Reply 15 of 84, by keenmaster486

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Azarien wrote on 2022-06-09, 22:55:

They are also good as secondary drives for non performance essential storage, simply because they cost about a third of SSD with the same capacity.
Recently I bought an 8TB HDD specifically for this purpose.

You are right about this. I have a 4TB RAID array for long term network storage.

Still will never use one as a boot drive ever again if I can help it.

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Reply 16 of 84, by pentiumspeed

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If Microsoft required ECC for memory modules, I'll be glad since this prevents row hammer vulnerability.

Cheers,

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Reply 17 of 84, by Standard Def Steve

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Ah good, finally! And, it's not as if much is going to change at Best Buy computer aisles; even the cheapest consumer-grade devices come with some form of solid state storage. Even eMMC is miles ahead of the best spinners in terms of random I/O. It seems that the only machines equipped with HDDs these days are entry-level business desktops.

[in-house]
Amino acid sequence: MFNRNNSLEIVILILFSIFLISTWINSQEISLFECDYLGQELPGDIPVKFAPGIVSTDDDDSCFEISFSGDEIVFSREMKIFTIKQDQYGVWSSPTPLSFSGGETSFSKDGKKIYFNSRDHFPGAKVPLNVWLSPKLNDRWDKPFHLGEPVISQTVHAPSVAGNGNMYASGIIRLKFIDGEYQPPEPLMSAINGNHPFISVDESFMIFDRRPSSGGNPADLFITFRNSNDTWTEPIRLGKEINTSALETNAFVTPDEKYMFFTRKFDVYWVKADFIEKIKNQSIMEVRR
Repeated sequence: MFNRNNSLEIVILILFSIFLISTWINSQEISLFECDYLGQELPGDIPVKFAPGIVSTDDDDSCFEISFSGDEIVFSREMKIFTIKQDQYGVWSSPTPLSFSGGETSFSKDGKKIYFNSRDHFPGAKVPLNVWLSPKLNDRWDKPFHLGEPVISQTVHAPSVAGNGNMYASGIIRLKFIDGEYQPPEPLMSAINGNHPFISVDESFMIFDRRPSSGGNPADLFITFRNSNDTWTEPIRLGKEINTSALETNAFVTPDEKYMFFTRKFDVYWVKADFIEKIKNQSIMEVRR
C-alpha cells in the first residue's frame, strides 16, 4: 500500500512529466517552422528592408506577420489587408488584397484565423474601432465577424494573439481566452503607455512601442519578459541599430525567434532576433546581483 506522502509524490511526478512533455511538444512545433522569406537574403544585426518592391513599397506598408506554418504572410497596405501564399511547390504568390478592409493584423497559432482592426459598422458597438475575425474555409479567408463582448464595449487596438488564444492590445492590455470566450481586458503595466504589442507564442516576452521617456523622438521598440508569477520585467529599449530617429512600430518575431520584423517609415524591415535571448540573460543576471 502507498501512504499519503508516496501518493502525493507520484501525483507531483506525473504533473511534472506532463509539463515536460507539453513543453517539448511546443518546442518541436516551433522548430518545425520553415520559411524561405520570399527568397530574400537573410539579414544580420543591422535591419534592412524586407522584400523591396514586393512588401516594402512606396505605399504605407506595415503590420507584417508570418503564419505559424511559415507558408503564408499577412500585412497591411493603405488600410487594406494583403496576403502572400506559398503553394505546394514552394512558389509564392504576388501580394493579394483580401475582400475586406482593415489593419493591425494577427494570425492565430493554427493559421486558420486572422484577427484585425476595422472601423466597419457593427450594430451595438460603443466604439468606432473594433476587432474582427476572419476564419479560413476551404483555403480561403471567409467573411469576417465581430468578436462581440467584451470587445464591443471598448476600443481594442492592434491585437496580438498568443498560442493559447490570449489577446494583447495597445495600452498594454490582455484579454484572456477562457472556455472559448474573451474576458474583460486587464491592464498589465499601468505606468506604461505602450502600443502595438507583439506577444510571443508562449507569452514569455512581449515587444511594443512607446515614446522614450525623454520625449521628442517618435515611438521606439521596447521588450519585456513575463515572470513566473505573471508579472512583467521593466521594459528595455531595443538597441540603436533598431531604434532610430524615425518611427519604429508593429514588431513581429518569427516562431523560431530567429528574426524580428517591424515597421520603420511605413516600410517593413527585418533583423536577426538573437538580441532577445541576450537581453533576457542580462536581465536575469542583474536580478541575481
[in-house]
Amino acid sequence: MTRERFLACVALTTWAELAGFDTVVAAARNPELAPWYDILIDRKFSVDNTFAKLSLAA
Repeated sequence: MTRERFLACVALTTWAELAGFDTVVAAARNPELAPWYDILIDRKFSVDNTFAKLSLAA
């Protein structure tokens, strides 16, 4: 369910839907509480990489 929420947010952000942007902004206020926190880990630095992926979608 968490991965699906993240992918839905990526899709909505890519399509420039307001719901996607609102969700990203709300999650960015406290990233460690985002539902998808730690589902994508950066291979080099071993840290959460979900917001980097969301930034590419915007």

I recently picked up a Lenovo netbook-like device at a garage sale for $25. It has a shitty Atom-based Celeron, 11.6" 768p screen with worse viewing angles than a 1996 Toshiba, and...a 128GB SSD. No, not eMMC, but an honest-to-goodness M.2 (albeit using the SATA protocol) SSD. And despite having a mere 4GB of RAM, it actually feels quite responsive for such a low powered device. Of course, as soon as I subject the poor little Celeron CPU to script-heavy websites, any initial responsiveness goes right out the window. But that's another thing entirely.